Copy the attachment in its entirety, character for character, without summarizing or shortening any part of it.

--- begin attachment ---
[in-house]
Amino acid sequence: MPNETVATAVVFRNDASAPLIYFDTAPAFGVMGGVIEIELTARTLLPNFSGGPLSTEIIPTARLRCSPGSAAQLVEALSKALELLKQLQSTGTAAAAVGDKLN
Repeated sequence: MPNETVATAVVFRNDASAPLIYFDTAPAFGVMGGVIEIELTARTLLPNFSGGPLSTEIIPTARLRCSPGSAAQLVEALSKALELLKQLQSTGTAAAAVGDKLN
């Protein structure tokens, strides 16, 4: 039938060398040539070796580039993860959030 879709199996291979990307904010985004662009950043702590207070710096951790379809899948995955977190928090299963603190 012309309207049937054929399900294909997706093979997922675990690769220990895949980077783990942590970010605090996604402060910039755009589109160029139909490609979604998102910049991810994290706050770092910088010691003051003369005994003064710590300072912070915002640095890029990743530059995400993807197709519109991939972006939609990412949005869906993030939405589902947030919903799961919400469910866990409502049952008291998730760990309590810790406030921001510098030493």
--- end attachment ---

[in-house]
Amino acid sequence: MPNETVATAVVFRNDASAPLIYFDTAPAFGVMGGVIEIELTARTLLPNFSGGPLSTEIIPTARLRCSPGSAAQLVEALSKALELLKQLQSTGTAAAAVGDKLN
Repeated sequence: MPNETVATAVVFRNDASAPLIYFDTAPAFGVMGGVIEIELTARTLLPNFSGGPLSTEIIPTARLRCSPGSAAQLVEALSKALELLKQLQSTGTAAAAVGDKLN
């Protein structure tokens, strides 16, 4: 039938060398040539070796580039993860959030 879709199996291979990307904010985004662009950043702590207070710096951790379809899948995955977190928090299963603190 012309309207049937054929399900294909997706093979997922675990690769220990895949980077783990942590970010605090996604402060910039755009589109160029139909490609979604998102910049991810994290706050770092910088010691003051003369005994003064710590300072912070915002640095890029990743530059995400993807197709519109991939972006939609990412949005869906993030939405589902947030919903799961919400469910866990409502049952008291998730760990309590810790406030921001510098030493």